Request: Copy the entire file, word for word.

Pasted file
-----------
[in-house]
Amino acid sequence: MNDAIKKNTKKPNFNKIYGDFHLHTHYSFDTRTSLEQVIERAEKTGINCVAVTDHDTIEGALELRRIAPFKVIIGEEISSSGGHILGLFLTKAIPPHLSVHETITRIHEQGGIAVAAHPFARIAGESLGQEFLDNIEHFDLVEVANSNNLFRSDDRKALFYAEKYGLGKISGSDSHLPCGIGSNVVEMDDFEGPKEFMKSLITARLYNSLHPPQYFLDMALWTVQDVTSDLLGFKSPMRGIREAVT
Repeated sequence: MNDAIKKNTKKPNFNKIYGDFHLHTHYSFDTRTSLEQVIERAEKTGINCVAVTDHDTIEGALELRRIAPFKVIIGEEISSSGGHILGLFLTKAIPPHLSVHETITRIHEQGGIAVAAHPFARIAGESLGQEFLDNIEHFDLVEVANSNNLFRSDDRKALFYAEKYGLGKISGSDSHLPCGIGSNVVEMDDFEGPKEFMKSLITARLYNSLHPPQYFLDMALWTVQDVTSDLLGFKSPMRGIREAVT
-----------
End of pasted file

[in-house]
Amino acid sequence: MNDAIKKNTKKPNFNKIYGDFHLHTHYSFDTRTSLEQVIERAEKTGINCVAVTDHDTIEGALELRRIAPFKVIIGEEISSSGGHILGLFLTKAIPPHLSVHETITRIHEQGGIAVAAHPFARIAGESLGQEFLDNIEHFDLVEVANSNNLFRSDDRKALFYAEKYGLGKISGSDSHLPCGIGSNVVEMDDFEGPKEFMKSLITARLYNSLHPPQYFLDMALWTVQDVTSDLLGFKSPMRGIREAVT
Repeated sequence: MNDAIKKNTKKPNFNKIYGDFHLHTHYSFDTRTSLEQVIERAEKTGINCVAVTDHDTIEGALELRRIAPFKVIIGEEISSSGGHILGLFLTKAIPPHLSVHETITRIHEQGGIAVAAHPFARIAGESLGQEFLDNIEHFDLVEVANSNNLFRSDDRKALFYAEKYGLGKISGSDSHLPCGIGSNVVEMDDFEGPKEFMKSLITARLYNSLHPPQYFLDMALWTVQDVTSDLLGFKSPMRGIREAVT